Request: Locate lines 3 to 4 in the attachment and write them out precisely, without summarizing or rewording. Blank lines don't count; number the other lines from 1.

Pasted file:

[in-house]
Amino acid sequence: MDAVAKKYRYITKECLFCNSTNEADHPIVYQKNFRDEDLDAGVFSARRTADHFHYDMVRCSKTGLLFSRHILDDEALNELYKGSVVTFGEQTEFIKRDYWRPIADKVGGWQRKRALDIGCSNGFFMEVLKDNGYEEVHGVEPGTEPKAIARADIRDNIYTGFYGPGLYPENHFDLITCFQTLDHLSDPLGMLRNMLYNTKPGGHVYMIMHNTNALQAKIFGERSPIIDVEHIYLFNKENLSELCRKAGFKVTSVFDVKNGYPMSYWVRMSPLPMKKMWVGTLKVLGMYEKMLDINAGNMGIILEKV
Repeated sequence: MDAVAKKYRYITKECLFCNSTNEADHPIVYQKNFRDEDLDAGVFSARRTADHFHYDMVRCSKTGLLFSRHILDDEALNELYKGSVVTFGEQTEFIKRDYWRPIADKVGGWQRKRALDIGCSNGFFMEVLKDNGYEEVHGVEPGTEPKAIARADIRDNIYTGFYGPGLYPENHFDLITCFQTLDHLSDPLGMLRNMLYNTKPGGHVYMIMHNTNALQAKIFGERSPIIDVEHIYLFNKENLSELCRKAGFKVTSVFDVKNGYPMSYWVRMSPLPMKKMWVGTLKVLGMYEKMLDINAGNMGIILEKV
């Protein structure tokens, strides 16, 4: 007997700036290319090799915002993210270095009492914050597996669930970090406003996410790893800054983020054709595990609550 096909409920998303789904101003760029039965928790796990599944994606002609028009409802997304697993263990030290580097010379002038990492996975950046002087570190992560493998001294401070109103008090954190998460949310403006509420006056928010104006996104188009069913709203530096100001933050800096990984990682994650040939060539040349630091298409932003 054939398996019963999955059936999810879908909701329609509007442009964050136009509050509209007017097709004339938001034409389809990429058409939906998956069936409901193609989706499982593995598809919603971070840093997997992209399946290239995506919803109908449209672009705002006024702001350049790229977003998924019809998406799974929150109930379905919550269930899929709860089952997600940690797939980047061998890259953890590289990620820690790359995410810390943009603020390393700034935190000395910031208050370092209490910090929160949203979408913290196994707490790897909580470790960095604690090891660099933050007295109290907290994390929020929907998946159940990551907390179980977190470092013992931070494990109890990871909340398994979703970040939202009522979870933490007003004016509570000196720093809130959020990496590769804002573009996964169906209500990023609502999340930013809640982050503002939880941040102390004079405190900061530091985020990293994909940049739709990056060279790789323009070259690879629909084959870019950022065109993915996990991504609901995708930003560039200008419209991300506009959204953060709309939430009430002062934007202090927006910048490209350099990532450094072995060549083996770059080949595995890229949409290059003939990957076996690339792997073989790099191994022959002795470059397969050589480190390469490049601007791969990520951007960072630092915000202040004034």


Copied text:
Repeated sequence: MDAVAKKYRYITKECLFCNSTNEADHPIVYQKNFRDEDLDAGVFSARRTADHFHYDMVRCSKTGLLFSRHILDDEALNELYKGSVVTFGEQTEFIKRDYWRPIADKVGGWQRKRALDIGCSNGFFMEVLKDNGYEEVHGVEPGTEPKAIARADIRDNIYTGFYGPGLYPENHFDLITCFQTLDHLSDPLGMLRNMLYNTKPGGHVYMIMHNTNALQAKIFGERSPIIDVEHIYLFNKENLSELCRKAGFKVTSVFDVKNGYPMSYWVRMSPLPMKKMWVGTLKVLGMYEKMLDINAGNMGIILEKV
């Protein structure tokens, strides 16, 4: 007997700036290319090799915002993210270095009492914050597996669930970090406003996410790893800054983020054709595990609550 096909409920998303789904101003760029039965928790796990599944994606002609028009409802997304697993263990030290580097010379002038990492996975950046002087570190992560493998001294401070109103008090954190998460949310403006509420006056928010104006996104188009069913709203530096100001933050800096990984990682994650040939060539040349630091298409932003 054939398996019963999955059936999810879908909701329609509007442009964050136009509050509209007017097709004339938001034409389809990429058409939906998956069936409901193609989706499982593995598809919603971070840093997997992209399946290239995506919803109908449209672009705002006024702001350049790229977003998924019809998406799974929150109930379905919550269930899929709860089952997600940690797939980047061998890259953890590289990620820690790359995410810390943009603020390393700034935190000395910031208050370092209490910090929160949203979408913290196994707490790897909580470790960095604690090891660099933050007295109290907290994390929020929907998946159940990551907390179980977190470092013992931070494990109890990871909340398994979703970040939202009522979870933490007003004016509570000196720093809130959020990496590769804002573009996964169906209500990023609502999340930013809640982050503002939880941040102390004079405190900061530091985020990293994909940049739709990056060279790789323009070259690879629909084959870019950022065109993915996990991504609901995708930003560039200008419209991300506009959204953060709309939430009430002062934007202090927006910048490209350099990532450094072995060549083996770059080949595995890229949409290059003939990957076996690339792997073989790099191994022959002795470059397969050589480190390469490049601007791969990520951007960072630092915000202040004034």